What is going on in our Christian art? I believe it reflects the way we know and experience God, which is our experience of God as Trinity. It begins with the fact that we have an historic faith – our faith is grounded in facts, in the record of the life of one extraordinary human being. So extraordinary that he must consume the fire and passion of our art and architecture and hearts. To him we give all worship and glory. Without Jesus, we would never have known the amazing depth of God’s love. With Jesus, we are forgiven and redeemed, our past is behind, we are God’s children, heirs with Jesus of the glory he has received from the Father.
What about the Father, whom Jesus spoke about constantly as his Father? Philip said to Jesus, ‘Lord show us the Father, and we will be satisfied.’ Moses and the 70 elders of Israel went up Mt Sinai and sat and ate in God’s presence, and God spoke with Moses face to face. Many have sought that same vision of God.
Many young people, and also the not so young, have gone searching for the spiritual in hallucinogenic drugs. Someone once gave me a copy of Stephen Hawking’s ‘The Universe in a Nutshell’. It’s supposed to be for general readers, but I keep wanting to say to Stephen, help, I don’t know what you are talking about. Scientists are searching for a theory of everything. In doing so, they also are seeking a vision, an opportunity for them to discover the eternal power and deity of the Father.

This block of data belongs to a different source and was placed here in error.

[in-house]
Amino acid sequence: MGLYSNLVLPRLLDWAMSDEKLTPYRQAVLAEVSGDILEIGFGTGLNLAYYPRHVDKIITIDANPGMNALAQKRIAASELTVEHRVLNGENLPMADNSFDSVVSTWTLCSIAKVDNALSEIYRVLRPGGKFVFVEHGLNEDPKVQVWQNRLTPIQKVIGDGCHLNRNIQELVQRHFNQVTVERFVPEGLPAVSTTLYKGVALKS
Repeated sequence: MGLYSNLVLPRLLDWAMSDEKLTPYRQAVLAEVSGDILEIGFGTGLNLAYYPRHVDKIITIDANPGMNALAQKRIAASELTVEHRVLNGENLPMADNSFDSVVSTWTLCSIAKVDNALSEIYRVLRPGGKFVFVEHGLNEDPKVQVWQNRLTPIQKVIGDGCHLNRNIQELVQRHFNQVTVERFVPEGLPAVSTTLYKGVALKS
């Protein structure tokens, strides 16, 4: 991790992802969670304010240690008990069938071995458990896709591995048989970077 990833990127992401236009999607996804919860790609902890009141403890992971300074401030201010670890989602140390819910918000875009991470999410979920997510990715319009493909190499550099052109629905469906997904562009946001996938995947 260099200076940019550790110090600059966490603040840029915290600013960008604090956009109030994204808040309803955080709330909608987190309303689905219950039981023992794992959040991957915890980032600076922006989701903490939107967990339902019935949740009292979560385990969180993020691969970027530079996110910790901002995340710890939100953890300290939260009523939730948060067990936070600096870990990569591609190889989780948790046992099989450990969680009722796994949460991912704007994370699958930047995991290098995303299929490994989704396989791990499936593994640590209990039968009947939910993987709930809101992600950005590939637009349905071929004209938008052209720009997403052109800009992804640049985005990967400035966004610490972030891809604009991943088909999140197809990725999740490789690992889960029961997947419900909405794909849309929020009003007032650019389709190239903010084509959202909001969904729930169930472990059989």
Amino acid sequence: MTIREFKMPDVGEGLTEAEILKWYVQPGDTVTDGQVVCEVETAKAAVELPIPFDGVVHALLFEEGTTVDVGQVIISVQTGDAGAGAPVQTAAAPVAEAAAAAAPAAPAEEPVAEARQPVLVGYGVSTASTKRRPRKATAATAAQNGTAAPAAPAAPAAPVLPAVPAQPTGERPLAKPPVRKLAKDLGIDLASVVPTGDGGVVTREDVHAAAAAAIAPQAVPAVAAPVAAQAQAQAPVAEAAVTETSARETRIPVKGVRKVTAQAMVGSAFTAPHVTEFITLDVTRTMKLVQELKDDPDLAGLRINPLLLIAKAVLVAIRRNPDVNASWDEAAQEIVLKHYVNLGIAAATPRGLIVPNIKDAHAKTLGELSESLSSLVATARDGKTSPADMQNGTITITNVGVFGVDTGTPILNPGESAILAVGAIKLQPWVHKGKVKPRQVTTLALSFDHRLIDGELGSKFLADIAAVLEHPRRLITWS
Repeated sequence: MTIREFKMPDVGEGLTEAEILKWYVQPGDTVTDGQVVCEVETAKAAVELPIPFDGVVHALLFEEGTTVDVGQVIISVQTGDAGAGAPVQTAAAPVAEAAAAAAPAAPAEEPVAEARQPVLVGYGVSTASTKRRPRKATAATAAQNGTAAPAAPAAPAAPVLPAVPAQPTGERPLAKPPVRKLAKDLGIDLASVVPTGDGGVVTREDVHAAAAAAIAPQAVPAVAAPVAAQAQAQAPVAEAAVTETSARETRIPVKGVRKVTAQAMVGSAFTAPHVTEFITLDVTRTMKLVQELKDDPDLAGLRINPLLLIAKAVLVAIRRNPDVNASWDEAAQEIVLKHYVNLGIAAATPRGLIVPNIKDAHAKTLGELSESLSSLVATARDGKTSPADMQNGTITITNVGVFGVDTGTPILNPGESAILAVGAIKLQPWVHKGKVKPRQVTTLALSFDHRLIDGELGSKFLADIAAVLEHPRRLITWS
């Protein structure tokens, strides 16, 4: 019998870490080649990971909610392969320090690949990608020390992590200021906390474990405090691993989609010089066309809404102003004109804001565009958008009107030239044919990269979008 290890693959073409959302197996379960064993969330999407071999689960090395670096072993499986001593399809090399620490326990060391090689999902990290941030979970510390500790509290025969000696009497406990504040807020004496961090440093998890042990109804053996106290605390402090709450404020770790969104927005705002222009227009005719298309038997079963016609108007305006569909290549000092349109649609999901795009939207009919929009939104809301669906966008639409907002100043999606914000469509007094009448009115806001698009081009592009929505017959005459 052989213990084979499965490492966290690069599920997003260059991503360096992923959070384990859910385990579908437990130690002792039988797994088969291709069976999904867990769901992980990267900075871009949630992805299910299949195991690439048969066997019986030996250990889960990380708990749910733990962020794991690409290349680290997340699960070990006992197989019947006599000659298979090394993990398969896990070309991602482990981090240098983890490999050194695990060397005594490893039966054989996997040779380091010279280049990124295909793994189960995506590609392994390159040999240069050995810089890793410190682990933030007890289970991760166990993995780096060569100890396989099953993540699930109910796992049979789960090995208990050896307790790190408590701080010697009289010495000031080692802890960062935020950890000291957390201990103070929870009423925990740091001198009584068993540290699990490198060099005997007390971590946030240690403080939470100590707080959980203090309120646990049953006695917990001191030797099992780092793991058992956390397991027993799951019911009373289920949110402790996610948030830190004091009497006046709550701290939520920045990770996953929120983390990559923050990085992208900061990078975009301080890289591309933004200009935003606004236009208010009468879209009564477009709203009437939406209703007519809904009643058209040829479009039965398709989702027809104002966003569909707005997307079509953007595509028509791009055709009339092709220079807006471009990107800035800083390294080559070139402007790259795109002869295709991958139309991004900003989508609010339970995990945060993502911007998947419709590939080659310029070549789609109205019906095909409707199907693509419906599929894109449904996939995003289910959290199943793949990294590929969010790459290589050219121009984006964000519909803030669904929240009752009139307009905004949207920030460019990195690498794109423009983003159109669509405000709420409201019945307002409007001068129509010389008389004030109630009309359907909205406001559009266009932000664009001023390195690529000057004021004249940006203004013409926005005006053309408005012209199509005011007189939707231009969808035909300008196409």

In answer to Philip’s request to see the Father, Jesus said, “Have I been with you all this time, Philip, and you still do not know me? Whoever has seen me has seen the Father.’ With Philip I find this confusing and yet also comforting – we look on Jesus in and through the bread and wine, and we see the Father, the holy, eternal God. How? As one who is not above entering the most lowly representation of himself, ordinary bread and wine.
And what about the Holy Spirit? Jesus says the Spirit is another advocate, another comforter, the invisible Jesus we experience now. In the stillness, in the singing, in the prayers, the voice of God within, the breath that enlivens the universe, that sustains all the little bits the scientists are searching for, our guide, our life force. I believe we need more silence in our worship if we are to perceive the Spirit, who does not force his presence on us.
How can God be these 3 Persons and yet one God? It’s like asking, what goes on inside a black hole? You say you don’t understand the Trinity. Who could? As someone else has asked, can a fish explain the nature of water?
The Trinity is something we get drawn up into. Things I’ve read that have helped me have spoken about the Trinity as a community of love occurring in the heart of God, and that there is an invitation to us to be a part of that community.
We are invited not just to be viewers, but participants, to join in the loving community of the Father, Son and Holy Spirit. We can be just viewers – we could be in the church all of our lives, and never have been more than just viewers. Real faith comes when we say yes to the invitation to take the seat that has been reserved for us.
Among the last words of the bible, the Spirit says ‘come, all who are thirsty, and take the water of life.’ It is on the table at the place reserved for you and me in the life of God the Holy Trinity.